I have questions….

(Note: I started writing this a few months ago before I got sick. It had some good points about story telling so I thought I’d share it. Also… SPOILERS.)

picardI just watched the new episode of Picard and I have so many questions.

Why isn’t the Dr in the brig?

Why is everyone saying Data is Soji’s (sp?) farther, not the doctor that created her?

Does anyone else find it utter cringe to call Picard “JP”?

Why did elf boy hug Seven? That seemed so out of character. For both of them.

There were a few things I actually enjoyed. Seven joining the cube was visually awesome (though it was a fast let down since it ended up not mattering what so ever). I could even see her disconnecting since she wasn’t actually part of the collective, but it wasn’t explained well. But I find it telling that my BF, who isn’t as familiar with the borg, had an immediate reaction of “that’s not how the borg work.”

The casino planet seemed out of place, and out of touch just like the casino planet in Star Wars (can we just stop it with the casinos in sci-fi?). The whole sub plot of the child on the casino planet made no impact what so ever on the entire thing and just made Raf look like a bad mom, and a junky. I feel like they could have done something with this, like had them make up at the end since she proved her conspiracy theory was real. But instead it was just a plot point to get her on the ship and didn’t actually matter.

And that’s the way the whole thing felt. Nothing actually mattered. Dr kills someone with no consequences. All the borg die with no consequences. The droids try to kill every organic being in the universe…with no consequences.

Consequences give the story gravity. It makes it matter. And the biggest consequence could have been if Picard actually died at the end. Instead they created a deus ex machina and gave him a new body. He lived, he got rid of his old ailment, and everyone is happy.

Actions should have consequences. Without them what’s the point? Everything is retconned anyway, and nothing really happened, except now androids can dream of electric sheep again.

Anyway, if you enjoyed it… well great. Every story has an audience, so they say. This clearly wasn’t for me and I have no interest in further Star Trek. I’d rather watch Axanar.

Thoughts about Farescape

I watched Farscape a long time ago. It was one of my favorite sci-fi series, possibly because I didn’t have a lot of them to watch when I was younger, possibly because Chiana was the cutest grey alien I’d ever seen. Either way…

Gregg turned it on today and started watching the first episode while I was writing and I was struck by something I hadn’t noticed before, a theme that weaves itself through the entire series and I never really noticed it; Nature vs Nurture.

It’s most prevalent in the character of Aeryn Sun. When she is charged with alien contamination she is sentenced to death and must either submit to her breeding, to the life that she has always known, or run. Choose a new life. Find a new way of being.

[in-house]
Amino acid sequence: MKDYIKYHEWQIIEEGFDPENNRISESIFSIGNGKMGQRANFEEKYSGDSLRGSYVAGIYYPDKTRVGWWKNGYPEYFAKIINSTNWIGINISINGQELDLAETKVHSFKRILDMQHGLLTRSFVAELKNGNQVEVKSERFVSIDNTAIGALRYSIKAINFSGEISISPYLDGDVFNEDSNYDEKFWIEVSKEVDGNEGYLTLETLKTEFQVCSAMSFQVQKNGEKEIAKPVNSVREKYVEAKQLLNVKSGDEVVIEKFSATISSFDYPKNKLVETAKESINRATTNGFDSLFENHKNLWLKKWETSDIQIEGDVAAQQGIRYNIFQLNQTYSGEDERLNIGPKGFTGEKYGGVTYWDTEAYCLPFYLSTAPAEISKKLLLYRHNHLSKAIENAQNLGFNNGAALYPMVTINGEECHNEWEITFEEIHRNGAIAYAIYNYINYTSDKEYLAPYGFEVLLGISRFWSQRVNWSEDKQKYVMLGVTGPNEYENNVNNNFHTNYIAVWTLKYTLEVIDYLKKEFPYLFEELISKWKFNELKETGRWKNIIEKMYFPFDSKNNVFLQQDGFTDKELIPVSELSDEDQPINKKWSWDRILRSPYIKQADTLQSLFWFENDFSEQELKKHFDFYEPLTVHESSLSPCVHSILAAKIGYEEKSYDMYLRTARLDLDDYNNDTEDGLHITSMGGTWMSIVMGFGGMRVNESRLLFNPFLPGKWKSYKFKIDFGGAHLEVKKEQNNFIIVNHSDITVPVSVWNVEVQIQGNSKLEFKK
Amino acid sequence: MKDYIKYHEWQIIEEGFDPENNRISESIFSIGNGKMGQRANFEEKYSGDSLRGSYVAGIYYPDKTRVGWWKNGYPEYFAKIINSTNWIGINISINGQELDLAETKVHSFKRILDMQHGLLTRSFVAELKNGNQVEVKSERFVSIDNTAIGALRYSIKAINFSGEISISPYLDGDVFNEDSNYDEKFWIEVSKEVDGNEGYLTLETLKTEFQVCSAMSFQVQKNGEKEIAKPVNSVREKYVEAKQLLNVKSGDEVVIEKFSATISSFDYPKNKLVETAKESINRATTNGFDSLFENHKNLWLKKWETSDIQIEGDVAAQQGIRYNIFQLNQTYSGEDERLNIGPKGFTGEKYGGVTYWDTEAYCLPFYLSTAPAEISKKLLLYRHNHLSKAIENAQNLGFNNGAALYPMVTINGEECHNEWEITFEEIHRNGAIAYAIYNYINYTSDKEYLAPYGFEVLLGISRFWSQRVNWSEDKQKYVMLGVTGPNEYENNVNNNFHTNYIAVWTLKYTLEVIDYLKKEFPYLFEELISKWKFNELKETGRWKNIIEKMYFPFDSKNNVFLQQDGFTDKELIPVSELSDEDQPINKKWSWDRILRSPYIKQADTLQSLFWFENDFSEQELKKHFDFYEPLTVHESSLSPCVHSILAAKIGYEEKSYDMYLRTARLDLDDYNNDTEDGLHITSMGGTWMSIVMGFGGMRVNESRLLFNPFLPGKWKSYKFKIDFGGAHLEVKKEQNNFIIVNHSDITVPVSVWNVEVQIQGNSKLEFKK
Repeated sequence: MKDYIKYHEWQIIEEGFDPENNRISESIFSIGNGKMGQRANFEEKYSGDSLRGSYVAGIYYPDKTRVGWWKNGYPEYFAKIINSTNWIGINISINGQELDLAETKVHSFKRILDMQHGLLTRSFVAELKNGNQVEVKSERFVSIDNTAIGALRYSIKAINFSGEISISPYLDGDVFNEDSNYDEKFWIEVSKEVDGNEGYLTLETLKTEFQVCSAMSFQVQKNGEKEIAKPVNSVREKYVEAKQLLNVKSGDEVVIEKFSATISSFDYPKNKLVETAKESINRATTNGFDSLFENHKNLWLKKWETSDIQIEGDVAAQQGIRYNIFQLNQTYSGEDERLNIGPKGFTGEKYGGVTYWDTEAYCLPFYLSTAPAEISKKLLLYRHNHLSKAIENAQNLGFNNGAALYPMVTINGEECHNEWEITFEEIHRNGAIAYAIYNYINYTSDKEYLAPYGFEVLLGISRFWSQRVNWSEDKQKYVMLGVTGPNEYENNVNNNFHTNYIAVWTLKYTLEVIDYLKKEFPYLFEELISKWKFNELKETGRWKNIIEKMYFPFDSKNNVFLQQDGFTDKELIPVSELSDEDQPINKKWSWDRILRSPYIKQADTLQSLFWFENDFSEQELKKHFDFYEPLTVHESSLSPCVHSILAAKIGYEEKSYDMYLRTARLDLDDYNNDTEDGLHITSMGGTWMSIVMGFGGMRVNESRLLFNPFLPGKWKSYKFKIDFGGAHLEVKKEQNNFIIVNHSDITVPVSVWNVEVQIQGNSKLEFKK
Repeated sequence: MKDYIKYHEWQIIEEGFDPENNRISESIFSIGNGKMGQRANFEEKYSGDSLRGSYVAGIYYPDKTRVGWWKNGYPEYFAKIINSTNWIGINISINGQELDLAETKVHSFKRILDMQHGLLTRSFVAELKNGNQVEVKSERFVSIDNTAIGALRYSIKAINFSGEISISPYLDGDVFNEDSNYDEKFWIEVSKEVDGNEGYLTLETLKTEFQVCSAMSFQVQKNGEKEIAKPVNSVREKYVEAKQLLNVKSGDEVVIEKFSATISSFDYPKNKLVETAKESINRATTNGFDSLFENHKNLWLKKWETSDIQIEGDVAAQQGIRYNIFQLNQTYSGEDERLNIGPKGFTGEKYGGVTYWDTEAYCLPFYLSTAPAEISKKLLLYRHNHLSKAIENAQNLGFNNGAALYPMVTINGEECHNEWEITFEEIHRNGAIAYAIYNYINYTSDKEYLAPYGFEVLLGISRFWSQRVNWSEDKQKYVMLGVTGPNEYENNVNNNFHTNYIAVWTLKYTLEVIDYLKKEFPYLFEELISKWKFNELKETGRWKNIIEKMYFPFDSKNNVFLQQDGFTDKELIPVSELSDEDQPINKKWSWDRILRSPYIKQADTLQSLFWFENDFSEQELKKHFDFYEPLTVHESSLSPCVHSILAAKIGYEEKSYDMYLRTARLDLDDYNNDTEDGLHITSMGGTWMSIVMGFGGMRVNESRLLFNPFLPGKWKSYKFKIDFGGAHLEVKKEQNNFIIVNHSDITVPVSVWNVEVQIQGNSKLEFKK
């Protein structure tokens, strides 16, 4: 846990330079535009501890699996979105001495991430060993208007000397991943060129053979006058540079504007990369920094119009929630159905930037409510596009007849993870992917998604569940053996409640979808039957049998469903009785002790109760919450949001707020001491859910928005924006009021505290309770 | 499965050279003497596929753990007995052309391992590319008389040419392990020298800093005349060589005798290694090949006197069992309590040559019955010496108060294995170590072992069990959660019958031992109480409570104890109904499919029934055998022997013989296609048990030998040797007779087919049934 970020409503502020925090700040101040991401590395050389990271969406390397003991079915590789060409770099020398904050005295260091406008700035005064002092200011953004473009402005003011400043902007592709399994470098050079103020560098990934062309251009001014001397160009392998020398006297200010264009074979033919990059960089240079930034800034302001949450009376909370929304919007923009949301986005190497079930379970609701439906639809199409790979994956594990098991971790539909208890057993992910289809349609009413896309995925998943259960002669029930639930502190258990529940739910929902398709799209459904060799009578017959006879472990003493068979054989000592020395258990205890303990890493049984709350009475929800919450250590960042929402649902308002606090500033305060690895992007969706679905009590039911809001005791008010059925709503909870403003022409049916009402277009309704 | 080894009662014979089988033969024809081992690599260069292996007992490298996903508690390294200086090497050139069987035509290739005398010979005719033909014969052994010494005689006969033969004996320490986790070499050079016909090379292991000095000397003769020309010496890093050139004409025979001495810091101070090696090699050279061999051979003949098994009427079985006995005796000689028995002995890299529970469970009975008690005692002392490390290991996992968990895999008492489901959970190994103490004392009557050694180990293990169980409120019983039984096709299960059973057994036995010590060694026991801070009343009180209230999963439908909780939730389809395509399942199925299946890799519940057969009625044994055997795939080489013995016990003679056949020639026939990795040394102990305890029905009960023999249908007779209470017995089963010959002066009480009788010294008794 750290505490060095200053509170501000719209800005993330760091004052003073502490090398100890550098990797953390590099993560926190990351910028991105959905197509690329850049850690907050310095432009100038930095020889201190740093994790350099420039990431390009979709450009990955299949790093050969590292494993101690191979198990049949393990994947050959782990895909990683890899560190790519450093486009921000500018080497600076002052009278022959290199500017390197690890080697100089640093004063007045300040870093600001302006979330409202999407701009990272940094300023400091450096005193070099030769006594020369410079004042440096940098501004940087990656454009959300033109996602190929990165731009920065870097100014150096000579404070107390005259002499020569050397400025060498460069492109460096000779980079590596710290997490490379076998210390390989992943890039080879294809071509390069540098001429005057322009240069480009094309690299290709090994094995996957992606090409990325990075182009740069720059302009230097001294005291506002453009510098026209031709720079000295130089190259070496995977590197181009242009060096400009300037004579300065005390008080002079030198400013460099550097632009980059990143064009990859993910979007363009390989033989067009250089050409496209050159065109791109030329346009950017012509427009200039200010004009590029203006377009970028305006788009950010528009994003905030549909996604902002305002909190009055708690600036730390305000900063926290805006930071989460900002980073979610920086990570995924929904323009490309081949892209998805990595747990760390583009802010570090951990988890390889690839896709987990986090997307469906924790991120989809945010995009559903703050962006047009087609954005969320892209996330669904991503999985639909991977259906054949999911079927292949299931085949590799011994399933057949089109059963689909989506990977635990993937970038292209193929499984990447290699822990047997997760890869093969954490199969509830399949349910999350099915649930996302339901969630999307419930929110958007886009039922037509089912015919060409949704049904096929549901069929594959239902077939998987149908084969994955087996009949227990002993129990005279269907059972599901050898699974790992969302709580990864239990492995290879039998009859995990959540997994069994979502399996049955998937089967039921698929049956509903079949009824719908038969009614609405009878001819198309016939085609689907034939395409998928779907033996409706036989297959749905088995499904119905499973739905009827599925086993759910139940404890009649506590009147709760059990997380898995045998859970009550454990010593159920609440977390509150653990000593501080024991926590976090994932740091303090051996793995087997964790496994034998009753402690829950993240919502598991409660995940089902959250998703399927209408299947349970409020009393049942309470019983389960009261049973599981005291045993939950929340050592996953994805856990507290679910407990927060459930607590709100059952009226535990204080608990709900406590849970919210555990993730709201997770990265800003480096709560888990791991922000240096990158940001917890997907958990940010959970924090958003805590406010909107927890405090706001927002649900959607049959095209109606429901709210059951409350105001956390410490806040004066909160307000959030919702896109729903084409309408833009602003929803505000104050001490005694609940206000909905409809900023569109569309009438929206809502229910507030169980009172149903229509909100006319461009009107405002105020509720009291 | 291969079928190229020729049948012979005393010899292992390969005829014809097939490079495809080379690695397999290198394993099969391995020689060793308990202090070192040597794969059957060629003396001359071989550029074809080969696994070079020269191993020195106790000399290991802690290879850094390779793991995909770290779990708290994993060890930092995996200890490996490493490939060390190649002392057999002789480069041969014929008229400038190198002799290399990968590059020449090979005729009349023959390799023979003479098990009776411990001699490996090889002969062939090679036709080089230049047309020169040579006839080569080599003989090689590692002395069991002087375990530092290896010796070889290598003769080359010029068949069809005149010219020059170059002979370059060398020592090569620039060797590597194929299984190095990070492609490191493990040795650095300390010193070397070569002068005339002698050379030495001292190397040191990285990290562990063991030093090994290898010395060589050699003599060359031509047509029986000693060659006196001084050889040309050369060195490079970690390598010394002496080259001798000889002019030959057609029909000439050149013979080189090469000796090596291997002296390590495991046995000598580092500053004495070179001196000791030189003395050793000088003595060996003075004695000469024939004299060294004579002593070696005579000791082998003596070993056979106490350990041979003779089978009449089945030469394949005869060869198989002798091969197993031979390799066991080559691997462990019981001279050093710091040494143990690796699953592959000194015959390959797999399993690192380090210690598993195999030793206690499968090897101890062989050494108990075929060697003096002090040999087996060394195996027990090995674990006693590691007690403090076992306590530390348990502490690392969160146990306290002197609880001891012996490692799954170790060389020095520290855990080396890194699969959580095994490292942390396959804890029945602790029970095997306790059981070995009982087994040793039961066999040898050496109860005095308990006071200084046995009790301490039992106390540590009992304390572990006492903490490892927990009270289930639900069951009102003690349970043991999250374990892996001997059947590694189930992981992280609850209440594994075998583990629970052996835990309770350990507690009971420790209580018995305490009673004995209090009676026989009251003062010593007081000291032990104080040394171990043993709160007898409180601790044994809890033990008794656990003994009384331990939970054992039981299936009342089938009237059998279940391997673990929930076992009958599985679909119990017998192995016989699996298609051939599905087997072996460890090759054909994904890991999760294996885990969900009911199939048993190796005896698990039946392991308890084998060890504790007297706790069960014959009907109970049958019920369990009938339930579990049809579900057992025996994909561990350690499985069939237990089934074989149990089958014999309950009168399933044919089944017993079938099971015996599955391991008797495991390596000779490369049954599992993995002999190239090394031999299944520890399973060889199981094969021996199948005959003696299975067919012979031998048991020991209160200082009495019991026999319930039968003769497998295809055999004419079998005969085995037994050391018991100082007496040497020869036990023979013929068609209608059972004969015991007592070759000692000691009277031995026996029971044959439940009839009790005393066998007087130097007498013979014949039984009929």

Her entire character arc revolves around the examination of nature verses nurture. Can she be more even though she was bred, raised, and brainwashed to be a specific thing? On top of that the people around her, including other Peacekeepers, are influenced by her actions to break from the Peacekeeper mold and become something more, something new. I suppose you could say that the show teaches that one person who steps outside of the norm can make a difference. Sometimes a huge difference.

The whole story revolves around John Crichton and his search to get home, and his adaptation to the new world. At least it seems to be. Looking back on all the episodes it seems the main story was really about Aeryn Sun, and how John Crichton changed her life, and set her up to change so many other lives. The other characters have their own arcs, as does Crichton, but over it all there is Aryen Sun. The person who seems to be the secondary lead, and yet her entire story and characterization is driving the plot forward more than anyone else’s.

I’d have to re-watch the entire series to see if that holds up throughout, but my educated guess, based on watched the entire series a few years ago, is that I would find even more plot points that revolve and change because of her. It’s a brilliant use of characterization that you don’t even really notice as that at first. All of the other characters, even Crichton at times, are mere window dressing. But Sun matters.

I suppose that is a lesson to me, as well. Make my characters, even the minor one, matter to the story. See how they change the plot, change the direction of the other characters around them, and that will make the story better, fuller, and more complex.

As for the nature verses nurture part, by the end of the series Sun has definitely become something entirely different. She changes far more than anyone else, and chooses nurture of herself over nature she was born with. Crichton, and the others on the ship, encourage that growth, but much of it comes from within herself. And I think that is also attainable in the real world. If we choose ourselves, instead of choosing the culture we come from, or the family we were born to, we can rise above all of that and become something better. Something more. It’s not always easy, and those around you might fight against it (like Crais trying to stop Sun at every turn) but it can be done.

Have any of you watched Farescape? What did you think about it?